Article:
August 1st, 2012 | Innovation
Every now and then I have the opportunity to visit with a colleague of mine that I respect a great deal. When we get together the discussion mostly centers around our careers and business opportunities. A few days ago we were sitting discussing the book Steve Jobs by Walter Isaacson. (It is a great read for those of you that have not read it.) We were discussing what we each took away from the book. There were many items in our discussion. One of his most insightful came in a comment he made midway through our discussion. “Engineers are replaceable. Product innovators are not.” This was not a knock on engineers. Engineers are immensely important to companies and in today’s economy are extremely hard to find. It was not a comment meant verbatim. It was his way of saying, “product innovation needs to be instilled in the culture of your company’s marketing and R&D efforts.” I completely agree.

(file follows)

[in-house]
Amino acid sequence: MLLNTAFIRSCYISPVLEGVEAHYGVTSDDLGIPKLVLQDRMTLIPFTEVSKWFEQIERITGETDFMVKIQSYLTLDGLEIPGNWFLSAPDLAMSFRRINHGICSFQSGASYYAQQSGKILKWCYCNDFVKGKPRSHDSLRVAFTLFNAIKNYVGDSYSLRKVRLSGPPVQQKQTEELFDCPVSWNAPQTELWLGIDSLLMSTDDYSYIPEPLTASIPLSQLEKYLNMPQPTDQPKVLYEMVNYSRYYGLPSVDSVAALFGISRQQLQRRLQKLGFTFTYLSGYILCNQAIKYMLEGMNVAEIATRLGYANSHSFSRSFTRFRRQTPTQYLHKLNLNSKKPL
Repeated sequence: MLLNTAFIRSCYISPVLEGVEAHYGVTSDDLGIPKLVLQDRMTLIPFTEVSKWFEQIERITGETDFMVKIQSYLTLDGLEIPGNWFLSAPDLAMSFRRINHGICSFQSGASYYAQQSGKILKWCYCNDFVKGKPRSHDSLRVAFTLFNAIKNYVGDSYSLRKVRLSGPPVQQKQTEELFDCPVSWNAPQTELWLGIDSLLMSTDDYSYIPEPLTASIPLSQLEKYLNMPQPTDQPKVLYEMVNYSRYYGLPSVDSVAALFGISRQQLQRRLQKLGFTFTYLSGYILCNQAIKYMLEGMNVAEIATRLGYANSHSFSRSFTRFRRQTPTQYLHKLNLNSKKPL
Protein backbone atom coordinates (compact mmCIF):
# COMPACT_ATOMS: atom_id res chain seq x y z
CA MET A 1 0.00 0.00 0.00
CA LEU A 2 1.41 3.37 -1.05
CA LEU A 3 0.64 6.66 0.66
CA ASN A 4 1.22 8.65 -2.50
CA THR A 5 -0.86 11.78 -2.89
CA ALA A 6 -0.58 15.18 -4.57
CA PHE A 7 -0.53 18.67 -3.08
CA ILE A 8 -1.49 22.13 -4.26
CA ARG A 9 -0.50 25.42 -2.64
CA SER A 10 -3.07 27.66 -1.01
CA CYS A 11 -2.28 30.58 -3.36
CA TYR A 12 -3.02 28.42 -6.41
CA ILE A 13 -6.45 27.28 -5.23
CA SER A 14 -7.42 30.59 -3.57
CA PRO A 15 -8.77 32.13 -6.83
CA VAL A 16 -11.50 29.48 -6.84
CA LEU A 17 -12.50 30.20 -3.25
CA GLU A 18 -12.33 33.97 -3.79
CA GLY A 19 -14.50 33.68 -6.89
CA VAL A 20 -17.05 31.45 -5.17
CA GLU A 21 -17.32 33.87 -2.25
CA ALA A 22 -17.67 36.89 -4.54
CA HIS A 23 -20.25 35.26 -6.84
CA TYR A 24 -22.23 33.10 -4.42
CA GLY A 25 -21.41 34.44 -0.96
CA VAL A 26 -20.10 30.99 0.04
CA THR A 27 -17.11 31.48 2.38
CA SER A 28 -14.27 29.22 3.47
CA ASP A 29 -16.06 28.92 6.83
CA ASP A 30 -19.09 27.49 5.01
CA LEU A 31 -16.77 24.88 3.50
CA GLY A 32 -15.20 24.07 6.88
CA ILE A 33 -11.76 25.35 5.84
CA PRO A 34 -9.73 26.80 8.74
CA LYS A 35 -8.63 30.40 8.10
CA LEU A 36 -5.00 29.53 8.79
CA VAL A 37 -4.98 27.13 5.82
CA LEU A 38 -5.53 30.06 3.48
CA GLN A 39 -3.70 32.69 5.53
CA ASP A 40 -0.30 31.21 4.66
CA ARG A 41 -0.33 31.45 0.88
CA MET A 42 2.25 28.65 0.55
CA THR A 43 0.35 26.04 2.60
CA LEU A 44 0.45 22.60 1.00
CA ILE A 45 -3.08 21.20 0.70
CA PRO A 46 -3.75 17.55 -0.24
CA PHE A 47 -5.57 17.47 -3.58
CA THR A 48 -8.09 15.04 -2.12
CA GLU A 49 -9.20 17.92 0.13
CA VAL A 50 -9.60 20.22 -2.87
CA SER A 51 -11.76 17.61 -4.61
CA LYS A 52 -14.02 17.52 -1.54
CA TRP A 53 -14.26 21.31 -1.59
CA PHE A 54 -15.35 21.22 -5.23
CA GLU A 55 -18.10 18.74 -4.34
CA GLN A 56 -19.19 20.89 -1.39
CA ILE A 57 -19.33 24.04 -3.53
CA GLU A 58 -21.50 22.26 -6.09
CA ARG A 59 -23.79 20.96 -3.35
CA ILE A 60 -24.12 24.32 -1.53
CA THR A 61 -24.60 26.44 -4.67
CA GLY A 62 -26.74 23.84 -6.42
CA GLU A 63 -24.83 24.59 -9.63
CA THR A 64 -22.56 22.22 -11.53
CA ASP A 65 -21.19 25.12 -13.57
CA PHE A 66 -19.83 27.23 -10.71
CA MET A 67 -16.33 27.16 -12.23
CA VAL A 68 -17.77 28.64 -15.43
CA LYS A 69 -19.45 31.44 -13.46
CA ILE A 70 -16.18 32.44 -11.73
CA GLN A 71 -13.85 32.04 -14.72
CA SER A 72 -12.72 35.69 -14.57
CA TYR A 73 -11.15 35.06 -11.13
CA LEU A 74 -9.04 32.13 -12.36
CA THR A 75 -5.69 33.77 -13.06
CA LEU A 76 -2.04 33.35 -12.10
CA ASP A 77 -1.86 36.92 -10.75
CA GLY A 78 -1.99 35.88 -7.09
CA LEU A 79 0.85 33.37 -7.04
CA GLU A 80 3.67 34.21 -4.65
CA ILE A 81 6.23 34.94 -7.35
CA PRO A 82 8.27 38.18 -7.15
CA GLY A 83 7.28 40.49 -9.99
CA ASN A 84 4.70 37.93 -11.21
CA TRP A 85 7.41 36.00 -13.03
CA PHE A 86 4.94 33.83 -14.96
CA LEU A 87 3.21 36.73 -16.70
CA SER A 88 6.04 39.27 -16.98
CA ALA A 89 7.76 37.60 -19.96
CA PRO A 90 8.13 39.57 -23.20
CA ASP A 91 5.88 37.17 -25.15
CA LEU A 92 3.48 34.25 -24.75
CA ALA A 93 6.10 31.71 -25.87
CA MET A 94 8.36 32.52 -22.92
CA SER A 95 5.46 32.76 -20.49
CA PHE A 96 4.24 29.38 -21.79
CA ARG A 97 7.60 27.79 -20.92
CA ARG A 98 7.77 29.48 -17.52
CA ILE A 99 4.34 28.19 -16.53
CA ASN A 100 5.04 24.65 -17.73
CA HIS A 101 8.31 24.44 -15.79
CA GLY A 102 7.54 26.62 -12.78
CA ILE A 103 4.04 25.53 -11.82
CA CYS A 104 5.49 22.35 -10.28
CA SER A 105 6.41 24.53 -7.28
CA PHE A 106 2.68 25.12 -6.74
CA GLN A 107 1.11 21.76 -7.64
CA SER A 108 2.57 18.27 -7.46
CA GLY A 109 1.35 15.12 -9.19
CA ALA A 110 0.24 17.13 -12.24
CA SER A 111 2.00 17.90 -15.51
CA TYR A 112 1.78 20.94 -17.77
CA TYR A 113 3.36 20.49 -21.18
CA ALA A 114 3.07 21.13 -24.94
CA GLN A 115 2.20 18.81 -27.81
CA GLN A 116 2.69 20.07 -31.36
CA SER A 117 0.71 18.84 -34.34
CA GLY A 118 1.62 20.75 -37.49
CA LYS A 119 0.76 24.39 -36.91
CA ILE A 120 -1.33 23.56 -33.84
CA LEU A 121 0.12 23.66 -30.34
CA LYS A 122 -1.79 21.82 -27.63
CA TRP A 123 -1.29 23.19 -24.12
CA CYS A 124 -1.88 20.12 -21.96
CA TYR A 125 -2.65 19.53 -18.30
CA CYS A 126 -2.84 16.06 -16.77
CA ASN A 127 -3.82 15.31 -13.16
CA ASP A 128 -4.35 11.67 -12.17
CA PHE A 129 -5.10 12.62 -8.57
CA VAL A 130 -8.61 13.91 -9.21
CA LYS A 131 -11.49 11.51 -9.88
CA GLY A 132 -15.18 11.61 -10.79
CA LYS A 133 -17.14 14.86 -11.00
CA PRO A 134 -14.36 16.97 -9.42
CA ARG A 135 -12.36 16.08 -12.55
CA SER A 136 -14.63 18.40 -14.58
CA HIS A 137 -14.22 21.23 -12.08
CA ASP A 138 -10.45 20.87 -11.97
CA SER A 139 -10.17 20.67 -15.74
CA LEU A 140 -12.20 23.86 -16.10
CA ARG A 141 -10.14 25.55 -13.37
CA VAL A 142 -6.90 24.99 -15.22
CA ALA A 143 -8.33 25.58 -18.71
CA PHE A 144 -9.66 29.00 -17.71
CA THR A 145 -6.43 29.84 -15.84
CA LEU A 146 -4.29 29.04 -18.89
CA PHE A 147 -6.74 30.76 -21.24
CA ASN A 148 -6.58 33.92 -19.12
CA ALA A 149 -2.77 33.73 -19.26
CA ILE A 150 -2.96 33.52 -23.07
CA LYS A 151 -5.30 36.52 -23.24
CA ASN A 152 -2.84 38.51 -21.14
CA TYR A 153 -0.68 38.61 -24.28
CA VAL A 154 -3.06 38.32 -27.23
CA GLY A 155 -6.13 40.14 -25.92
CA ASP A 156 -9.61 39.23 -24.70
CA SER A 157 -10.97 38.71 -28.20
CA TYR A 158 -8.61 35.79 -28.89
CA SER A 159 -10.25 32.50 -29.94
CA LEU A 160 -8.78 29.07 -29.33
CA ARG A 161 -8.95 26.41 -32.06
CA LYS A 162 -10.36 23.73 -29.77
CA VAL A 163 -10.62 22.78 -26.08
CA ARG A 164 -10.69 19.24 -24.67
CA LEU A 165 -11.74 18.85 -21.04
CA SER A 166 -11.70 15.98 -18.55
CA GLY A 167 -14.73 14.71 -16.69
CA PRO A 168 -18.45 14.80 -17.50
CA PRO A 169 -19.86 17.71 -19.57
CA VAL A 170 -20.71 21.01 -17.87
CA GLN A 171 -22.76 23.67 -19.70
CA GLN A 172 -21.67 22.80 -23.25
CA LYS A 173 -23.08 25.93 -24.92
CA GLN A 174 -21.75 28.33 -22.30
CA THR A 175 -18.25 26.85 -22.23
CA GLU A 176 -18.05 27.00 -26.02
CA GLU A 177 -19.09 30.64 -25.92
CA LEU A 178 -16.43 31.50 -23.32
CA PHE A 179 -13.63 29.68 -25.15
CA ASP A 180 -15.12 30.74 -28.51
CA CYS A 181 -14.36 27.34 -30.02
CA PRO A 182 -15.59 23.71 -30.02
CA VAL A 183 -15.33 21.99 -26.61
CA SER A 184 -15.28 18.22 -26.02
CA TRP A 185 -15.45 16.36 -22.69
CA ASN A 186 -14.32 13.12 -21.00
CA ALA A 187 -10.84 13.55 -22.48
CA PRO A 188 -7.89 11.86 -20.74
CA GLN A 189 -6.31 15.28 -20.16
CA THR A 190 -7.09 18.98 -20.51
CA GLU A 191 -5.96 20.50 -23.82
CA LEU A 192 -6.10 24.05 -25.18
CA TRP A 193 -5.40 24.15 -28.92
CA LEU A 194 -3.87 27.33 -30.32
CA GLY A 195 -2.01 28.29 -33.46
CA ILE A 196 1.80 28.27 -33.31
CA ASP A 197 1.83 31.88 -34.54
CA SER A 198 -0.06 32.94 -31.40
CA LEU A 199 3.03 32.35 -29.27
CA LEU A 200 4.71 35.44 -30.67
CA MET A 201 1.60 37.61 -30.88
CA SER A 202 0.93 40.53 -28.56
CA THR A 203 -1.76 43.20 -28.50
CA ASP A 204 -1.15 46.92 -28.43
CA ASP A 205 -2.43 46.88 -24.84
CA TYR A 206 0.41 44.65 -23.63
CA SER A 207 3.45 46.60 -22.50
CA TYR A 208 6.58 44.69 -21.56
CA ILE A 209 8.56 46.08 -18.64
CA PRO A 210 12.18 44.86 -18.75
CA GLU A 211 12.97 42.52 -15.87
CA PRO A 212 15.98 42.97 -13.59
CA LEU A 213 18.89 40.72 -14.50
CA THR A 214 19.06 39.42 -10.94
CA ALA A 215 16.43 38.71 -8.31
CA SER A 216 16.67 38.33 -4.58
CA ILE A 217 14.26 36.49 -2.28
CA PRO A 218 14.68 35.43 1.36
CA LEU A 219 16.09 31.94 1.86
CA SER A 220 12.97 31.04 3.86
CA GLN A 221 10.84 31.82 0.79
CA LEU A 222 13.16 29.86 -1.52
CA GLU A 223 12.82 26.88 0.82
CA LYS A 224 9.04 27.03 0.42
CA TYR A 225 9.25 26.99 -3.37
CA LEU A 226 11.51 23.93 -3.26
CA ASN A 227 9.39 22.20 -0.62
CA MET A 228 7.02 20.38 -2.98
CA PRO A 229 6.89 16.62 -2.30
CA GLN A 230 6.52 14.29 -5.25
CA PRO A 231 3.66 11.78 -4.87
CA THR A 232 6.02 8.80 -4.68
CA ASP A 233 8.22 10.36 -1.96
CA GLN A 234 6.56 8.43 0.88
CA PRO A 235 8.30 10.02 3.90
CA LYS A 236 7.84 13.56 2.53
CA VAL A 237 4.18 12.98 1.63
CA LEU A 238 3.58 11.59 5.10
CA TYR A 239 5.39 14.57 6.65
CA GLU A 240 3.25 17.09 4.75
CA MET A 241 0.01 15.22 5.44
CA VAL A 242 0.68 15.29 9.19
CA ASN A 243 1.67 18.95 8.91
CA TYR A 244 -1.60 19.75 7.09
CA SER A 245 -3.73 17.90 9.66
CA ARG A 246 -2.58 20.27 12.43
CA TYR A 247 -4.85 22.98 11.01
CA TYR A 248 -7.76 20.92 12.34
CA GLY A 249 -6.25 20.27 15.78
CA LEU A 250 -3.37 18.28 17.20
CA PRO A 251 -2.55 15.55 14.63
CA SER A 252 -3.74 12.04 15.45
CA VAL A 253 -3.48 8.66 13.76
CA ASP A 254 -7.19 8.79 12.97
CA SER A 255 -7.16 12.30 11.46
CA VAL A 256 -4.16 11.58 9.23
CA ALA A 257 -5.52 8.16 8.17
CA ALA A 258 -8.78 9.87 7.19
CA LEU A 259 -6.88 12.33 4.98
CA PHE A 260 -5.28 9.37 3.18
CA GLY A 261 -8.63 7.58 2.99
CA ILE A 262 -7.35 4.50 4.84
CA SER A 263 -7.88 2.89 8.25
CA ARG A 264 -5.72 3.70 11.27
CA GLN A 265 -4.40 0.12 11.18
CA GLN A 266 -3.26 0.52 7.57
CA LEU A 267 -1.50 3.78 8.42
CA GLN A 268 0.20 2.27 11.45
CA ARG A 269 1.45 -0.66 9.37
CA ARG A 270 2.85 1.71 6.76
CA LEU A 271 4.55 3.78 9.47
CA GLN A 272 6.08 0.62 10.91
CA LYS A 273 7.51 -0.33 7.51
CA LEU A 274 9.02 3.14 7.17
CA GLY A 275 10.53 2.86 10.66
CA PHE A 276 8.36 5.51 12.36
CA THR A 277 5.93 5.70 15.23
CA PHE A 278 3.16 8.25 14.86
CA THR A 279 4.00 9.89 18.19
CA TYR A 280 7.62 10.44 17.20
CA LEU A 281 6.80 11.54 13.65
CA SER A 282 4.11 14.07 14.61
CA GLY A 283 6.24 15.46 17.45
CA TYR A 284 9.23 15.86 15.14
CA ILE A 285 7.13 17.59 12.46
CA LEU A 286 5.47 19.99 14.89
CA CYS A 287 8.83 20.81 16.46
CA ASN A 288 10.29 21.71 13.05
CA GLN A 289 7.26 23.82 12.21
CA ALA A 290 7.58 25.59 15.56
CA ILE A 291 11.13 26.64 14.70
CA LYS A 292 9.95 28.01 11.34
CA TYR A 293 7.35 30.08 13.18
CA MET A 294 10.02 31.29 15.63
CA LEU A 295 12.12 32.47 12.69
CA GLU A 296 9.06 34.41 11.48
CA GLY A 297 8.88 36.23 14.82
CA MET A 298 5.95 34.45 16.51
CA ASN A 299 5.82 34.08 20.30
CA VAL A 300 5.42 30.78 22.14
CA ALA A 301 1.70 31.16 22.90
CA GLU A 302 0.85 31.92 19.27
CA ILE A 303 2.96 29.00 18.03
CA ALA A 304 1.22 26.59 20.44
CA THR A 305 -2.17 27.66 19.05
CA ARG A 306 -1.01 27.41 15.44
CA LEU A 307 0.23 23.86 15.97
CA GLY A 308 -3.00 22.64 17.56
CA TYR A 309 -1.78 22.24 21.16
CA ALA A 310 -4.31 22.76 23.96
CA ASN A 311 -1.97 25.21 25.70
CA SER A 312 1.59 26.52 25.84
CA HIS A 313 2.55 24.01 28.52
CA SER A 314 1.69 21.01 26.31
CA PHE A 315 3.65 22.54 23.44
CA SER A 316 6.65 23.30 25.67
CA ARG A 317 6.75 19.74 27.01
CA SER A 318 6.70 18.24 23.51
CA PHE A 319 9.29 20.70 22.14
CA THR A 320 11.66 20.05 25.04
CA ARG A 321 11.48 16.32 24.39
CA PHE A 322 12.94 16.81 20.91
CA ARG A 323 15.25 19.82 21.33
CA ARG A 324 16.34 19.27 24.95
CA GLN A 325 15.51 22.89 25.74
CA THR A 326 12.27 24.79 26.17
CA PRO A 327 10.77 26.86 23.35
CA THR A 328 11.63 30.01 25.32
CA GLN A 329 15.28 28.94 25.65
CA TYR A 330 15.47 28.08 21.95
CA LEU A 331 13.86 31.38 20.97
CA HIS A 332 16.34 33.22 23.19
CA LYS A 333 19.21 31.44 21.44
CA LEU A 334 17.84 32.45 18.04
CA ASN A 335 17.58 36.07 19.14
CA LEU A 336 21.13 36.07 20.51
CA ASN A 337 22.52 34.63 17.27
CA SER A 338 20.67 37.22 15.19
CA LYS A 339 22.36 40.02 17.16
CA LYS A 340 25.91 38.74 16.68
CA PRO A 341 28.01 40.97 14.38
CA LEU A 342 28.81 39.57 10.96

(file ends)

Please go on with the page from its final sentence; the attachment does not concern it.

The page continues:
The difference between an engineer and a product innovator is that a product innovator adds value beyond engineering because they understand the job the product or service is replacing for their customer. They understand the handoff processes that come before and after the product. They understand how and why the products are used. As importantly, they understand when and why their products are not used. They visit customers and have in depth discussions with sales and marketing. A product innovator incorporates all of this understanding into their work.
With the elections looming, there is a lot of discussion in the media about exporting jobs. Engineering is one of those jobs that can be and is exported. Product innovation, by definition, cannot be exported. Product innovation requires one to understand the customer first hand. It requires customer visits. It requires discussions about how the products will benefit the customer. It requires understanding why it will help the customer solve a problem or what job it is replacing for the customer. It is an iterative process. It requires being local.